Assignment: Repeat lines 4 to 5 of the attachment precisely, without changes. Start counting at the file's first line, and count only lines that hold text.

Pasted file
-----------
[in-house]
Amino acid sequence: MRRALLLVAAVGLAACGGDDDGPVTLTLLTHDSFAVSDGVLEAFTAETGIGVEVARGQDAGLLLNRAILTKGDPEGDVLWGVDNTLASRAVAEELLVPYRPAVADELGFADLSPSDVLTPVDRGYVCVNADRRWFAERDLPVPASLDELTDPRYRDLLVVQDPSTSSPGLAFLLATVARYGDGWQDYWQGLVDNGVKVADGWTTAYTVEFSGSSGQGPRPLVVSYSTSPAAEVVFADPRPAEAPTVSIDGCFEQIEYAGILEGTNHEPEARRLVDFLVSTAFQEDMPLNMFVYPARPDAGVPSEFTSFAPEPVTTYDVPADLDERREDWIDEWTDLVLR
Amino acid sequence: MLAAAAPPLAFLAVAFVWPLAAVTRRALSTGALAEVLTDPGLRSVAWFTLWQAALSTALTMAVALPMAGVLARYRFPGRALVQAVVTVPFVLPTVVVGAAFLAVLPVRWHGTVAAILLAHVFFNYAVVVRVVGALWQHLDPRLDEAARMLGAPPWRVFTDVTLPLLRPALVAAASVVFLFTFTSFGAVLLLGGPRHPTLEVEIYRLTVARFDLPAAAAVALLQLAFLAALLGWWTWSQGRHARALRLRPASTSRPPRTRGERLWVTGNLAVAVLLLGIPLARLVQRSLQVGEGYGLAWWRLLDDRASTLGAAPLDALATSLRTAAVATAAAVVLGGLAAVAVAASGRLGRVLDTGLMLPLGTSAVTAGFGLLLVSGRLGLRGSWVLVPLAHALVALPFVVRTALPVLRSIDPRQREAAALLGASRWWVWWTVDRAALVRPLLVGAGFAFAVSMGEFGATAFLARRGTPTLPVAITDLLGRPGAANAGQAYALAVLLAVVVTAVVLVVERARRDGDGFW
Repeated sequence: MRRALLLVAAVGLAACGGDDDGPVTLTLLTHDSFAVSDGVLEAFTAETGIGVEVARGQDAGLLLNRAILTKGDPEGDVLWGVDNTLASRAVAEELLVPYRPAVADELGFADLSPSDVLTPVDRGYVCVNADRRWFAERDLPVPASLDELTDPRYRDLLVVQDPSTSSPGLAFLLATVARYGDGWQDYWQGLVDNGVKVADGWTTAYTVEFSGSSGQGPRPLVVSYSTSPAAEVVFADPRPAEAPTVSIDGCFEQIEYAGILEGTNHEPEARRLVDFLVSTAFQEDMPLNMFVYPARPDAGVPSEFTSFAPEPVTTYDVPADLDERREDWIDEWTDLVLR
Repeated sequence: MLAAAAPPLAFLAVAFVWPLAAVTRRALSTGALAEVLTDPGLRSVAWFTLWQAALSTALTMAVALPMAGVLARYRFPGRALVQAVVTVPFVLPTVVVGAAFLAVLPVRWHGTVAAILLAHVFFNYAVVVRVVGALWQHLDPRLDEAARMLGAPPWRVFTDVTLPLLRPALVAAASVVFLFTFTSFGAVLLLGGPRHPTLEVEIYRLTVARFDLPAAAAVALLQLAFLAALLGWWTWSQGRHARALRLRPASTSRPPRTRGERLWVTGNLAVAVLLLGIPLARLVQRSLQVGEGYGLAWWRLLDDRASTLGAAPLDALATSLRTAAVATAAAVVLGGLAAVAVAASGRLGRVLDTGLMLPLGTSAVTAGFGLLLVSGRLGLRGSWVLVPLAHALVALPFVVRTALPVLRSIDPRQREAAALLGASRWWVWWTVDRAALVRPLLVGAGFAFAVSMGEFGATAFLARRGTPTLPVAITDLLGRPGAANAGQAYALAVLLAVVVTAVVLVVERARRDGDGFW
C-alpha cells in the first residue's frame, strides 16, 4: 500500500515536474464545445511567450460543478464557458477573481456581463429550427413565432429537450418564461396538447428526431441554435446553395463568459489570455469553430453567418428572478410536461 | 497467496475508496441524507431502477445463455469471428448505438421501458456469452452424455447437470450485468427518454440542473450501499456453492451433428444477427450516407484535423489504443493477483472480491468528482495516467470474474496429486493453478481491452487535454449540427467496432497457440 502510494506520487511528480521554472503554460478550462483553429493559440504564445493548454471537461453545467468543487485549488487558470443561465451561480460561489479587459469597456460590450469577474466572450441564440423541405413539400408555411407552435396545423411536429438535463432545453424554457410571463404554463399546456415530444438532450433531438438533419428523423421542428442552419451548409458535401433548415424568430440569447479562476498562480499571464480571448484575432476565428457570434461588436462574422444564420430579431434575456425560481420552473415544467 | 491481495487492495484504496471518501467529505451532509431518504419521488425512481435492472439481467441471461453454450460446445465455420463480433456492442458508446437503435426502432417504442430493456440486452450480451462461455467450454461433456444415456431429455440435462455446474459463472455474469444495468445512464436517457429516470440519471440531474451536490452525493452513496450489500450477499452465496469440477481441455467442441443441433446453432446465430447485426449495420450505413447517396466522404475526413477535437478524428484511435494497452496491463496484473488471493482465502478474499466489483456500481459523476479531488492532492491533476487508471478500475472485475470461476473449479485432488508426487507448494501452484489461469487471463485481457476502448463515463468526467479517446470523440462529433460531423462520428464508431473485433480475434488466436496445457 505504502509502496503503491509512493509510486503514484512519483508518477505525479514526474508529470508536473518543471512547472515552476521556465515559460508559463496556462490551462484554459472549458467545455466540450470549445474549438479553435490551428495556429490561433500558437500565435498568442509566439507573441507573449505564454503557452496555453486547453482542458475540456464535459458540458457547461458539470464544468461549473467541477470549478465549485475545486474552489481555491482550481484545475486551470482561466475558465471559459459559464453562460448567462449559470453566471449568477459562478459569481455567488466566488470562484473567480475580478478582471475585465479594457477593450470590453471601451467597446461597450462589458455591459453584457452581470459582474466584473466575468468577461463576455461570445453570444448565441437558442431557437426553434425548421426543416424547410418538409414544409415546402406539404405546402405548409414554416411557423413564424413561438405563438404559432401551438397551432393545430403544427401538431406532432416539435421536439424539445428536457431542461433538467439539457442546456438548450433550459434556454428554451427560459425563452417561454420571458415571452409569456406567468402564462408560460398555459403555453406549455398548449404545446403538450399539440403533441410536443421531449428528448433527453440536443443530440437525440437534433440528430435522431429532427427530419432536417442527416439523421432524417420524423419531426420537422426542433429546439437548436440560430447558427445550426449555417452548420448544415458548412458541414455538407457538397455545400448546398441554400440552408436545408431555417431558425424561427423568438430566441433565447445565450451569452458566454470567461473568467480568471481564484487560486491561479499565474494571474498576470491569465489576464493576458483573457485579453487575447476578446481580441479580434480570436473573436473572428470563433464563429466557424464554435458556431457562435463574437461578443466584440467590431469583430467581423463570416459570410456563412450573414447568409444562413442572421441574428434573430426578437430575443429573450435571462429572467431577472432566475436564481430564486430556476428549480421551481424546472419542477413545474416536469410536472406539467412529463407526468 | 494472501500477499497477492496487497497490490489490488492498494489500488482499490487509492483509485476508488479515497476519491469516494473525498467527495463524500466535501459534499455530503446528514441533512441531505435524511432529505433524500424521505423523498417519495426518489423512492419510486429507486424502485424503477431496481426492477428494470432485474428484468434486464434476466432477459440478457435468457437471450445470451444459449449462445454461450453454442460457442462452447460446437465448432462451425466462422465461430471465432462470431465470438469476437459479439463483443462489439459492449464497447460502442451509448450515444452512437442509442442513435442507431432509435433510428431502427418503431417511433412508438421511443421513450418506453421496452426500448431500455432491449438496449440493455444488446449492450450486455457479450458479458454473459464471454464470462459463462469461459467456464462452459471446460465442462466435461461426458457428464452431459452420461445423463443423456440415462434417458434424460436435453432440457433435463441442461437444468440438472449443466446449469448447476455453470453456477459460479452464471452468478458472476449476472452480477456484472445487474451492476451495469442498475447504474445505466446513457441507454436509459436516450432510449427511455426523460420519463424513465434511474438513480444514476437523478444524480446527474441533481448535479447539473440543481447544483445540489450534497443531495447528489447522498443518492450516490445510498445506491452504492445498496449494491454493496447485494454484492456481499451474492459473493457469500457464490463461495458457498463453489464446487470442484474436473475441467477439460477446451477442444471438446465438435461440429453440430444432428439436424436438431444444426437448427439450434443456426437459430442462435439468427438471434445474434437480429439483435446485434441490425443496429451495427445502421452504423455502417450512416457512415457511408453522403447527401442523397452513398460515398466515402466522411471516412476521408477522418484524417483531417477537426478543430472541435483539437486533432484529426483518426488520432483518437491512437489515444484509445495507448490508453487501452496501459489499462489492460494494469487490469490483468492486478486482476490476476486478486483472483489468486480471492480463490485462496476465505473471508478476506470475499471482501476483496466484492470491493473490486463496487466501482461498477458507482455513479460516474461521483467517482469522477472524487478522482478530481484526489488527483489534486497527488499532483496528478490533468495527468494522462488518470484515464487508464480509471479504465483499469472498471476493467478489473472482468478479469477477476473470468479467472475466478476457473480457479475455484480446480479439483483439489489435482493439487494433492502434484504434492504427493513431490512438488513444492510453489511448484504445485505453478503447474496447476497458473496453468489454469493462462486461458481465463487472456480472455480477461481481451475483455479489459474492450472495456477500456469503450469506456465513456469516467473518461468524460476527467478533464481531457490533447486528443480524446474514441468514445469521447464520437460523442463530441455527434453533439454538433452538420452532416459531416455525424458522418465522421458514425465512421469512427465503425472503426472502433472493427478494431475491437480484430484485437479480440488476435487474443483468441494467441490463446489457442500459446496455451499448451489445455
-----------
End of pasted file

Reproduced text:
Repeated sequence: MRRALLLVAAVGLAACGGDDDGPVTLTLLTHDSFAVSDGVLEAFTAETGIGVEVARGQDAGLLLNRAILTKGDPEGDVLWGVDNTLASRAVAEELLVPYRPAVADELGFADLSPSDVLTPVDRGYVCVNADRRWFAERDLPVPASLDELTDPRYRDLLVVQDPSTSSPGLAFLLATVARYGDGWQDYWQGLVDNGVKVADGWTTAYTVEFSGSSGQGPRPLVVSYSTSPAAEVVFADPRPAEAPTVSIDGCFEQIEYAGILEGTNHEPEARRLVDFLVSTAFQEDMPLNMFVYPARPDAGVPSEFTSFAPEPVTTYDVPADLDERREDWIDEWTDLVLR
Repeated sequence: MLAAAAPPLAFLAVAFVWPLAAVTRRALSTGALAEVLTDPGLRSVAWFTLWQAALSTALTMAVALPMAGVLARYRFPGRALVQAVVTVPFVLPTVVVGAAFLAVLPVRWHGTVAAILLAHVFFNYAVVVRVVGALWQHLDPRLDEAARMLGAPPWRVFTDVTLPLLRPALVAAASVVFLFTFTSFGAVLLLGGPRHPTLEVEIYRLTVARFDLPAAAAVALLQLAFLAALLGWWTWSQGRHARALRLRPASTSRPPRTRGERLWVTGNLAVAVLLLGIPLARLVQRSLQVGEGYGLAWWRLLDDRASTLGAAPLDALATSLRTAAVATAAAVVLGGLAAVAVAASGRLGRVLDTGLMLPLGTSAVTAGFGLLLVSGRLGLRGSWVLVPLAHALVALPFVVRTALPVLRSIDPRQREAAALLGASRWWVWWTVDRAALVRPLLVGAGFAFAVSMGEFGATAFLARRGTPTLPVAITDLLGRPGAANAGQAYALAVLLAVVVTAVVLVVERARRDGDGFW